Porter's five forces framework helps companies identify their potential ultimate profit in microenvironment, which close to the company that affects it ability to serve its customers (Kotler and Armstrong, 2010). Five forces, consisting of (1) the threat of entry, (2) the threat of substitutes to the industry's products or services, (3) the power of customers, (4) the power of suppliers and (5) the extent of rivalry between competitors in the industry (Porter, 1979), are examined to understand competitive intensity of the industry and therefore develop opportunities for business. The threat of entry refers to the barriers of entering the industry. Developing economic scale, monopolizing distribution channel and differentiation are common barriers for existing competitors to create advantages to prevent new entries. The threat of substitutes is considered as the alternatives providing similar function to customers from outside the incumbents' industry. Alternatives providing lower price or better value might change customers' original choice and reduce the demand of particular products they supposed to buy. Powerful suppliers and buyers may capture the company's potential profits because they have the ability to bargain the products' price. Competitive rivals offering similar products or service in the same competing sector or industry will decrease organisations' profits. Thus, high entry barriers and powerful buyers' bargaining power enable the company to prevent competitors. For example, since the entire hotel industry will benefit from the Chinese-attracting tourism policy, W Taipei faces lots of potential five-star hotel competitors as the threat of entry; or substitutes, such as other ranks of hotels, B&B, or private hotels, might take over the market share.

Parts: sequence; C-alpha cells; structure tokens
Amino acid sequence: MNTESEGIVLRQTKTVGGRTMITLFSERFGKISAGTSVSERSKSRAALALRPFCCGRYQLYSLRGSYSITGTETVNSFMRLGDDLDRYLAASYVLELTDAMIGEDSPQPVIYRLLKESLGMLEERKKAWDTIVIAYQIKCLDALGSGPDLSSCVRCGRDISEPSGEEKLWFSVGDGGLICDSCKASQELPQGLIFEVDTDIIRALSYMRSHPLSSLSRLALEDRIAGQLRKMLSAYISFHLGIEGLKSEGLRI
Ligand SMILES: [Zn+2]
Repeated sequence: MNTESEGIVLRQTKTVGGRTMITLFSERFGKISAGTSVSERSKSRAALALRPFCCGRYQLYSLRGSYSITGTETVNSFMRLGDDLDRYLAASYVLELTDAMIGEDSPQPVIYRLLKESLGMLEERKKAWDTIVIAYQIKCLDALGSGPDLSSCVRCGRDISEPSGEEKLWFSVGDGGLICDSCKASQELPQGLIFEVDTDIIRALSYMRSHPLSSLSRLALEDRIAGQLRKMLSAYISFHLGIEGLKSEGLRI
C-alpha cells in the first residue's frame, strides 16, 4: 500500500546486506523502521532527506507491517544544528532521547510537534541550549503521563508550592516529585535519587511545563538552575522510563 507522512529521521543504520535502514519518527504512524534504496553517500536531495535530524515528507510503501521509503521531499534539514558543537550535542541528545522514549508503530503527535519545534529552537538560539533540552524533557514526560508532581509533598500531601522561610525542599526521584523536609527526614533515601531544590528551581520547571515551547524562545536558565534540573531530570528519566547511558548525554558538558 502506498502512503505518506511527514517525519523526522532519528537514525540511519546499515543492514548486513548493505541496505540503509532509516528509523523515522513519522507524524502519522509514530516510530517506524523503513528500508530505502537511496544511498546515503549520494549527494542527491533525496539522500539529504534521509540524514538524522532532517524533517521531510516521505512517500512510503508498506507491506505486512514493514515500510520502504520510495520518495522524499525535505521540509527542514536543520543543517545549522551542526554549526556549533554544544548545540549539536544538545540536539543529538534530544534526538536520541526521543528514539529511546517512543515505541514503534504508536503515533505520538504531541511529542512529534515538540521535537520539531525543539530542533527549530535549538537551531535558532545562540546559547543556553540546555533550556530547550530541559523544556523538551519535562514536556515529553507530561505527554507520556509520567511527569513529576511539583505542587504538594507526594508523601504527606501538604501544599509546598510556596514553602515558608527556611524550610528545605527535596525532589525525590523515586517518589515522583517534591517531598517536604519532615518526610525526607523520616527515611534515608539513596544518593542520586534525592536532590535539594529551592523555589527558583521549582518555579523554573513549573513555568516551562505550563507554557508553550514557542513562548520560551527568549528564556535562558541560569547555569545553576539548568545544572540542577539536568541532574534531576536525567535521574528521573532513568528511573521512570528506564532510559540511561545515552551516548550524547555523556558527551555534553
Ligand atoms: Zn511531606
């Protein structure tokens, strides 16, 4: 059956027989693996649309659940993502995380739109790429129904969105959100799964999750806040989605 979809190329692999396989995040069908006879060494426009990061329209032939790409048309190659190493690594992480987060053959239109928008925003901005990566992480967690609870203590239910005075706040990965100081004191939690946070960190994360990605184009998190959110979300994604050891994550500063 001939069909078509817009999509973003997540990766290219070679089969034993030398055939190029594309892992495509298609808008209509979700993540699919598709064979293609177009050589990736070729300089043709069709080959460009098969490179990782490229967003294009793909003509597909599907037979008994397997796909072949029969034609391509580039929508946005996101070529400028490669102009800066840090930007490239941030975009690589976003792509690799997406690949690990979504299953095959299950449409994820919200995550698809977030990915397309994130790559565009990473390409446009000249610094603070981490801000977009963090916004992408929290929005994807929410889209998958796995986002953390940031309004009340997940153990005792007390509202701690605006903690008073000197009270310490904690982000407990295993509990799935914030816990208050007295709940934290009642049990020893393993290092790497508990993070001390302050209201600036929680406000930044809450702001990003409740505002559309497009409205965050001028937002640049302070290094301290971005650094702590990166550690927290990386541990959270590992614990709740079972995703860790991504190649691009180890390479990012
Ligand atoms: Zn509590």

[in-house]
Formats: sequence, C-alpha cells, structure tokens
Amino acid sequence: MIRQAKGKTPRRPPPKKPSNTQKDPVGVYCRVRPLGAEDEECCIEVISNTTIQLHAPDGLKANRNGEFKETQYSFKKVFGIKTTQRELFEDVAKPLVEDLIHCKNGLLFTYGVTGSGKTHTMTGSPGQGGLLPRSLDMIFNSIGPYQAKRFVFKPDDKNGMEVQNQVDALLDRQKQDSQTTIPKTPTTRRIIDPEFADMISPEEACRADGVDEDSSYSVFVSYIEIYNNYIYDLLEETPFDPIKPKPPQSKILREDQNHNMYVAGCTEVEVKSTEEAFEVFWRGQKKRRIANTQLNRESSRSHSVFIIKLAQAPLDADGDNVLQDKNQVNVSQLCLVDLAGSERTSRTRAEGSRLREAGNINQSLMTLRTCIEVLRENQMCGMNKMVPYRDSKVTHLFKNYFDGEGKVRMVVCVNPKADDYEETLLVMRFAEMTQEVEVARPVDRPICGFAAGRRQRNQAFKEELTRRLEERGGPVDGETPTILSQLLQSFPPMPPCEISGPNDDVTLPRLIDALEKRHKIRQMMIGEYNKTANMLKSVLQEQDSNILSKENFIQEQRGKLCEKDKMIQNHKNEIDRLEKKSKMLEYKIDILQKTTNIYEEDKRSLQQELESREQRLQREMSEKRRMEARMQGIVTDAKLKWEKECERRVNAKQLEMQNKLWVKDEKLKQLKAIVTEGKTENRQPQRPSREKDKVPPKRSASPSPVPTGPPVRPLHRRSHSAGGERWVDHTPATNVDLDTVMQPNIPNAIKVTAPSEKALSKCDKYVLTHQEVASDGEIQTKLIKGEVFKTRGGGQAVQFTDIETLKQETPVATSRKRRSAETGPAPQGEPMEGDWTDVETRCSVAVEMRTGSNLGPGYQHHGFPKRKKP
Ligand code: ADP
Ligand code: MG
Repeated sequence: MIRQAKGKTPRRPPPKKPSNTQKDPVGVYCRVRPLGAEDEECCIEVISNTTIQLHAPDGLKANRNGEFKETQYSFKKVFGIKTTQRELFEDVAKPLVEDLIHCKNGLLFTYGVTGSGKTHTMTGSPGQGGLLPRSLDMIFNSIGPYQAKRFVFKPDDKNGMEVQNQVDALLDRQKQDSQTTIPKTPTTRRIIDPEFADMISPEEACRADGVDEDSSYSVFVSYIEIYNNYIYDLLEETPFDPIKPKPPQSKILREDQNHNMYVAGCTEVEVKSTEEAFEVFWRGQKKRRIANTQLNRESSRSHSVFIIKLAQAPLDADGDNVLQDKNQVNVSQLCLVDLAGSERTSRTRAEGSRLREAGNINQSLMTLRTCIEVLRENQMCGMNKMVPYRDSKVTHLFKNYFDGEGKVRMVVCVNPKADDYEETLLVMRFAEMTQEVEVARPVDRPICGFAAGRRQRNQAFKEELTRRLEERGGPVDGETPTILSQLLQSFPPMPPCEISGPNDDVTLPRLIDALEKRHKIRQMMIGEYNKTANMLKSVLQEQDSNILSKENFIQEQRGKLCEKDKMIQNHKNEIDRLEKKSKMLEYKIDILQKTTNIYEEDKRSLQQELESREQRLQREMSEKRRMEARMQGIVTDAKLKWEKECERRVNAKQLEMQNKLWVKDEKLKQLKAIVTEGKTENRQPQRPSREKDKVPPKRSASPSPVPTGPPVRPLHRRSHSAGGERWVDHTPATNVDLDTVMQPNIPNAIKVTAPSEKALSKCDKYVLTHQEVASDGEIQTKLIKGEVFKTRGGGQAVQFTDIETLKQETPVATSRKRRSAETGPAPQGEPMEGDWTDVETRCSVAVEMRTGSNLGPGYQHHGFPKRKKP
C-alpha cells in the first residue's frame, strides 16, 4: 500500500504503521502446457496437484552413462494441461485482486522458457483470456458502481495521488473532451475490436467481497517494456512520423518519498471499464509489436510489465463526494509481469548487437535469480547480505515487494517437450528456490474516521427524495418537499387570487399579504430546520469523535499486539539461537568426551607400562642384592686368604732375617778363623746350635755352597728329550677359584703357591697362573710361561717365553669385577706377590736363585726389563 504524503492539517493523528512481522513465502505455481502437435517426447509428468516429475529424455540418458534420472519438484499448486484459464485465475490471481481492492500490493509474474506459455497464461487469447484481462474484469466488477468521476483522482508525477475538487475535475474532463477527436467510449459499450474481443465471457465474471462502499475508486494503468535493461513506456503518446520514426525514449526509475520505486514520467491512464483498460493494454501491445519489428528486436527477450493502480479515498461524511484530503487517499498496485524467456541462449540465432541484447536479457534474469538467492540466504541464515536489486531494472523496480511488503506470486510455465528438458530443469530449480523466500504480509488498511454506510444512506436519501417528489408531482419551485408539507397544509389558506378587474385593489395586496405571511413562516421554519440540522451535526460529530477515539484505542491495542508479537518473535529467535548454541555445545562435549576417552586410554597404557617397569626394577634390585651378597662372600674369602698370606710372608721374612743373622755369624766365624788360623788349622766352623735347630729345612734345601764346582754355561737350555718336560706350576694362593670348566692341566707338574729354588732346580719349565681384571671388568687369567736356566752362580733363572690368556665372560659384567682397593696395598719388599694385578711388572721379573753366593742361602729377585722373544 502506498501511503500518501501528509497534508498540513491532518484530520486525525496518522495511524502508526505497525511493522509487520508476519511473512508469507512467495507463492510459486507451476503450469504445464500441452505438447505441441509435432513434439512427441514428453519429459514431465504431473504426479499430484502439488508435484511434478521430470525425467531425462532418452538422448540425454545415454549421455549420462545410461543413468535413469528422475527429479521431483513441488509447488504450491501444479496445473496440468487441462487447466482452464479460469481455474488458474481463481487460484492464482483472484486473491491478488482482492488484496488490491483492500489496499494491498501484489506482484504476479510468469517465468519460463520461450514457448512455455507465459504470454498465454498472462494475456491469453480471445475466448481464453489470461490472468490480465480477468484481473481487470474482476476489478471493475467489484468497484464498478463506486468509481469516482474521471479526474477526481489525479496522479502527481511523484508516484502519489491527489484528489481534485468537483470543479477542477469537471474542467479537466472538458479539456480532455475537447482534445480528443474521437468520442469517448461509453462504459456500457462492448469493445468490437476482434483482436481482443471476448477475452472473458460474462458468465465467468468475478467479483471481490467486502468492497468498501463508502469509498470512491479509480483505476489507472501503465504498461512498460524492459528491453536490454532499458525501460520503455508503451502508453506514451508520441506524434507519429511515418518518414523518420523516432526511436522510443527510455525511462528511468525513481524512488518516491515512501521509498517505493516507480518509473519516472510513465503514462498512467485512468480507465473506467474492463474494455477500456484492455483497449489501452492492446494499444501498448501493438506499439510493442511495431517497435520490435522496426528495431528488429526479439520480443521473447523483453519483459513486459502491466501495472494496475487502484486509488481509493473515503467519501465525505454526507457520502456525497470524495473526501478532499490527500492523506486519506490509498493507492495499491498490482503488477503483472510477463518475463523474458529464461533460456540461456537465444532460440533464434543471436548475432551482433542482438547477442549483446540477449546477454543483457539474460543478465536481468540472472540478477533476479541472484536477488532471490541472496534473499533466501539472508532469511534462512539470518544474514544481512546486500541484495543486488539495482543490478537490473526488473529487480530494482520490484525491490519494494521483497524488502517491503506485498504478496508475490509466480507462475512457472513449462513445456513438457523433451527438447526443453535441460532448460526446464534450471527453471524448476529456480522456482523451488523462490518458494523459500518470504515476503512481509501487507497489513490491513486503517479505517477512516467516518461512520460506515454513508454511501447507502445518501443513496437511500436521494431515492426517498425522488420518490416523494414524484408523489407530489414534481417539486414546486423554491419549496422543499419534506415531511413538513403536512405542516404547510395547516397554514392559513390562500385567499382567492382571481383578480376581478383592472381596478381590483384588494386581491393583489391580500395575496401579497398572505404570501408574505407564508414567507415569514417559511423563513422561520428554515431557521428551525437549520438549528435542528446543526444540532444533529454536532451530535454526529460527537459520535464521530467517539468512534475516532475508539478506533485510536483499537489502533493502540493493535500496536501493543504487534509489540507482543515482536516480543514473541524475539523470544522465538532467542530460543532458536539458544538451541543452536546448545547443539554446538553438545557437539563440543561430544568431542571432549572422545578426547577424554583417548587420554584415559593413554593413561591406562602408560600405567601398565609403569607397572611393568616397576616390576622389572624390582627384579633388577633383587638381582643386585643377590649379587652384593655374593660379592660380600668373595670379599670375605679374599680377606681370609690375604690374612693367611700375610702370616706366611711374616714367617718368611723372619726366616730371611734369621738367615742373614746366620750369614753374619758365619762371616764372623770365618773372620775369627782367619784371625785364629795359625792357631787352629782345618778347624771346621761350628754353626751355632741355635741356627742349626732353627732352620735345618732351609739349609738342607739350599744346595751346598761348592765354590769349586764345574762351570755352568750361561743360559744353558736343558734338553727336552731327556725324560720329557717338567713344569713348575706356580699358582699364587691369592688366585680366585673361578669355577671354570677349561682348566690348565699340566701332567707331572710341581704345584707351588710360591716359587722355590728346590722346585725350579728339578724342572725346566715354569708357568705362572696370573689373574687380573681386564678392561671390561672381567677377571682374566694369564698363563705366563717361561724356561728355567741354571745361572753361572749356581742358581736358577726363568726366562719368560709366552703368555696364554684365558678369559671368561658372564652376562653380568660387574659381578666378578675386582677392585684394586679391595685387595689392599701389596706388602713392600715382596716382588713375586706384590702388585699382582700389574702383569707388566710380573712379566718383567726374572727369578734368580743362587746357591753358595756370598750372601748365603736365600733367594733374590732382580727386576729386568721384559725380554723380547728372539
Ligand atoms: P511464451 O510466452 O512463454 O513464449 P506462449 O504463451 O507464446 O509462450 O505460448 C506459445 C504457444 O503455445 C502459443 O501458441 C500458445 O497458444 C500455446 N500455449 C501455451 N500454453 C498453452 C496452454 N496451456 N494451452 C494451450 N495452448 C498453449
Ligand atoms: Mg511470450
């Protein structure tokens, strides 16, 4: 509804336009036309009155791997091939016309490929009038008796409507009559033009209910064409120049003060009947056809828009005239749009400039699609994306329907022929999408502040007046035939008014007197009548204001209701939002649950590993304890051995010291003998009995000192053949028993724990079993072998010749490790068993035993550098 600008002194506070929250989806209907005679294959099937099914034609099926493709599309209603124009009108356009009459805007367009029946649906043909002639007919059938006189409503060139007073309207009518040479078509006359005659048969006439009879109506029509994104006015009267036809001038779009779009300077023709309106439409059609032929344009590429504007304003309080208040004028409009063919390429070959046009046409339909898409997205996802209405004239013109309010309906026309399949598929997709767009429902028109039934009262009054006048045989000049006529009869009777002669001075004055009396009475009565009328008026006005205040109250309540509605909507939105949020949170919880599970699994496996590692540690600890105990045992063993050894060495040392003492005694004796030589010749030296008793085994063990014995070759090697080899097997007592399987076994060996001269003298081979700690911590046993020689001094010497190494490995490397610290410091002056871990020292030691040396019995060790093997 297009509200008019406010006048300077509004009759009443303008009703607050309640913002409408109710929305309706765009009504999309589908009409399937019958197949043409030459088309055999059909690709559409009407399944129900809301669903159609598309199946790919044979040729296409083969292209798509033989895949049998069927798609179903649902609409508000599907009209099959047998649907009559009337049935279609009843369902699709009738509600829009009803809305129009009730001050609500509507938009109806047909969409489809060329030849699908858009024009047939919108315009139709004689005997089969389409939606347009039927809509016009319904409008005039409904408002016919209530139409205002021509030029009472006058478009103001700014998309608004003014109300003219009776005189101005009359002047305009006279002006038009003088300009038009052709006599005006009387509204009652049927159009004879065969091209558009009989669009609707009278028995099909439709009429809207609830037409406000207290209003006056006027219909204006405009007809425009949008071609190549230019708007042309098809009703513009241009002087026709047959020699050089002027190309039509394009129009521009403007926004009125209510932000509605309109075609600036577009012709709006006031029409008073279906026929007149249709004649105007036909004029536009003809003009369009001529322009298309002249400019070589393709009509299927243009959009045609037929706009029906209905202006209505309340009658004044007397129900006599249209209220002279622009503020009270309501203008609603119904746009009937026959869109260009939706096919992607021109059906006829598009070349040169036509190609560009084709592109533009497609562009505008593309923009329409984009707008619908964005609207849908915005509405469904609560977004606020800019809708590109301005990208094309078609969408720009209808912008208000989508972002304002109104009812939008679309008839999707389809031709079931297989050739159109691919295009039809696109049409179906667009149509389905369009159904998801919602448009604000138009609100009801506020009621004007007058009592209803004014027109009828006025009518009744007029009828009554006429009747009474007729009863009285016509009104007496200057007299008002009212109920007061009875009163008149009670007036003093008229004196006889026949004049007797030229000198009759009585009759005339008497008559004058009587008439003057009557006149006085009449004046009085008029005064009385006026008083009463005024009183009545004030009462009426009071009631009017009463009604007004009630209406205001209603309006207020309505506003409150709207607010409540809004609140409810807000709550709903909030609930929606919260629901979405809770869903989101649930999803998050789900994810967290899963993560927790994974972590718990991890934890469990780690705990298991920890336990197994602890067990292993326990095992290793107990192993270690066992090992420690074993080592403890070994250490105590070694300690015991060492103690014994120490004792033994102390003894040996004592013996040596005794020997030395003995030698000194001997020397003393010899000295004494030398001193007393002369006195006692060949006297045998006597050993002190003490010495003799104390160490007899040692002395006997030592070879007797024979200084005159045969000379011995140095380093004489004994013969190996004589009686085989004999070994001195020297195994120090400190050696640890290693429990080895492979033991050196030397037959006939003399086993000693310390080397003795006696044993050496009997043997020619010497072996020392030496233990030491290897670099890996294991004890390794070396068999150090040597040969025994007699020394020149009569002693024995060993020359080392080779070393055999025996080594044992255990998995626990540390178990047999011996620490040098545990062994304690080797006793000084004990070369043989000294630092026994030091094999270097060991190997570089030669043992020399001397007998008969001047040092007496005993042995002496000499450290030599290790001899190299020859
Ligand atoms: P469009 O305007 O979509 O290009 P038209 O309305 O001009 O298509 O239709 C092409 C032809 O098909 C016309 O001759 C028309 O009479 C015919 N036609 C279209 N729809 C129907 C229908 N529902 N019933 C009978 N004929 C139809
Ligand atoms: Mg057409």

To conclude, strategic planning is the analytical thinking aligns the strategies with the organisation's goals and capabilities and its changing marketing environments (Kolter and Armstrong, 2010). Strategic management, otherwise, is the ability of a firm's management to 'properly align itself with the forces driving change in the environment in which it competes (Åžentürk, 2012)' in a systematic manner. Several tools, such as BCG matrix, PESTEL framework, and Porter's five forces framework, facilitate marketing managers to scan the environmental change and create more efficient strategies and practical plan to achieve organisation's mission. Hence, it is crucial for managers to take advantage of those tools to establish right strategies in right circumstances for company's sustainability.


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Brennan, R. (1995) Cases in marketing management. London: Pitman, pp.3-53.

Daniel, A. L. (1992) 'Strategic planning-The role of the chief executive.' Long Range Planning, 25(2) pp. 97-104.